Socioeconomic status This is not how most wealthy people get around.

Most advisors want to cultivate the high-net-worth market. They want wealthy people as clients. Different firms have their own definition of what counts as wealthy. We may do research to identify these people. We have contact information. We know where they volunteer, relax and unwind. Many advisors are hesitant to approach them because of misconceptions we have about “The Rich.”

1. The rich are really scary. We think of characters we see on TV or in movies. It’s as if they say: “I’m rich. You’re not. Be deferential. Show me respect.” We get the idea the rich are arrogant.

Why it’s a myth: This might be true of certain celebrities, organized crime bosses and drug lords. In your local market, your wealthy prospect is likely a senior-level corporate executive who climbed the ladder, a small-business owner who made it through hard work or a busy professional who doesn’t have time to look after their investments. They are often ordinary people who did well.

2. The rich are screwed up. When did you start watching daytime television? There’s an image that the wealthy got that way by lying and cheating their way to the top. Their competitors are lifetime enemies. Their relationships with their children are combative. If you become their advisor, they will look for a way to take advantage of you.

Why it’s a myth: When TV dramas and movies are written, the bad guys need to have serious flaws. Viewers rationalize: “I may not have much money, but my life isn’t in turmoil.” In real life, the rich are filing taxes with the government looking over their shoulder. They have regulators scrutinizing their business. As business people and professionals, they are used to identifying and managing risk, not seeing how much they can get away with without getting caught.

3. The rich have the morals of alley cats. OK, so you are a fan of reality TV. Maybe you watch one of the “Real Housewives” series on Bravo. It appears they don’t take their marital vows seriously. They have affairs.

Why it’s a myth: Often, the success achieved by a professional, executive or business owner is due in large part to a supportive spouse. This might involve business entertaining, child care or managing the family finances. In “The Millionaire Next Door,” Tom Stanley points out that many successful business owners stay married to the same person. As an advisor, you want to know both parties.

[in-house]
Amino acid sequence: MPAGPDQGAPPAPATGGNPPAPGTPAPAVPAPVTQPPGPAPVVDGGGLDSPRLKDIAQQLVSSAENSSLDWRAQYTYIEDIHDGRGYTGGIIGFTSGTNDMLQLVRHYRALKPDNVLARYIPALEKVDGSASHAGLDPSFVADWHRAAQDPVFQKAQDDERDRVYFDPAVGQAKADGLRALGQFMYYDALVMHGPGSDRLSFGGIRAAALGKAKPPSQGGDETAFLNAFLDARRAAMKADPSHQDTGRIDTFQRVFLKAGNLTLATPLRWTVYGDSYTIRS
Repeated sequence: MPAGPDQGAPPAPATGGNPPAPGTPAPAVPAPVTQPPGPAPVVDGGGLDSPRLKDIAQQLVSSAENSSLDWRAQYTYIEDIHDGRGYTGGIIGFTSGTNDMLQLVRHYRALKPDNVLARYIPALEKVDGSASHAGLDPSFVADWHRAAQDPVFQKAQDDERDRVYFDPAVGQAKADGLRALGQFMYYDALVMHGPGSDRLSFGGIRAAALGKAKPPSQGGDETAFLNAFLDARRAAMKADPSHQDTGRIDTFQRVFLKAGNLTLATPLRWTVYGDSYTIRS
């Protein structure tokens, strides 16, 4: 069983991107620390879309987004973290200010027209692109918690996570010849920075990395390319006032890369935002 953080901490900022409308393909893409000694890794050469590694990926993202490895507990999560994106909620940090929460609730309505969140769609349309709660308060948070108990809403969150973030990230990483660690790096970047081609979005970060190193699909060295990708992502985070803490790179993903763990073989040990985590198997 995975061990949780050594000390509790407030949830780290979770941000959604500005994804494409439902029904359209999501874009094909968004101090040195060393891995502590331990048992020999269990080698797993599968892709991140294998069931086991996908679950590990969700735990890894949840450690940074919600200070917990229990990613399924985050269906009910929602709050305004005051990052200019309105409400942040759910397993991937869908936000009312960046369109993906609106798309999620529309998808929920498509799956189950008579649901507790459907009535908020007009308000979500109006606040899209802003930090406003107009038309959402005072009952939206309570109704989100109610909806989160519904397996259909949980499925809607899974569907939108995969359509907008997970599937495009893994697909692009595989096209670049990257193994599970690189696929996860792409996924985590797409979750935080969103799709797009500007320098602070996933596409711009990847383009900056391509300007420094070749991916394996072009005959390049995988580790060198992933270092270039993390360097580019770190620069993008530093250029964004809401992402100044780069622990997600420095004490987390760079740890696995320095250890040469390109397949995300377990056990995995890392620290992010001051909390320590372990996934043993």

4. The rich don’t make new friends. We think they have a cabal. They belong to their private clubs or secret societies. They do deals among themselves. They collude. It’s a closed shop. They aren’t letting anyone in.

Why it’s a myth: They get new neighbors. New business owners join the chamber. They volunteer on committees. They join charitable boards. They are making new friends all the time.

5. The rich stick to their own age group. Everyone they know is as old and as rich as them. They care little about modern music or stuff the younger generation does. They have no interest in me as an advisor, because I’m a kid.

Why it’s a myth. Business owners and executives know the markets are dynamic. Tastes and fashions change. They can’t keep selling the same products, expecting sales to go up forever. They need to understand how the next generation thinks. They need to be on the lookout for the next big thing. Astute older business owners have a cadre of younger friends who help them stay connected.

6. Rich people don’t associate with people who have less money. You’ve been reading or watching too many Victorian dramas where people are told not to marry into a class beneath their own. You think they only hang out with people who are as rich, or richer than themselves.

Why it’s a myth: It’s partially true because they hit each other up for charitable donations for favorite causes. It’s sort of “pay to play.” Rich people certainly associate with people who used to have money! These are established families with connections but not great wealth. In more practical terms, it’s a myth because wealthy people are into sports, hobbies and working out just like everyone else. They get together with people sharing the same interests.

7. Rich people are just into themselves. We think they go to high-end malls on weekends, shopping in Louis Vuitton, Hermes and Tiffany’s. They walk out with multiple shopping bags. In this image, there’s often a tiny dog on a leash too. We think the wealthy are into conspicuous consumption.

Why it’s a myth: Your local “wealthy” probably don’t identify with the word. They probably think of themselves are ordinary people who work hard and have done well. Although they might buy a big-ticket Christmas or anniversary present occasionally, they keep an eye on their spending. They can be surprisingly frugal.

The more you learn about the wealthy segment of your local market, the more you realize they are similar to you and me.

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Bryce SandersBryce Sanders is president of Perceptive Business Solutions Inc. He provides HNW client acquisition training for the financial services industry. His book, “Captivating the Wealthy Investor,” can be found on Amazon.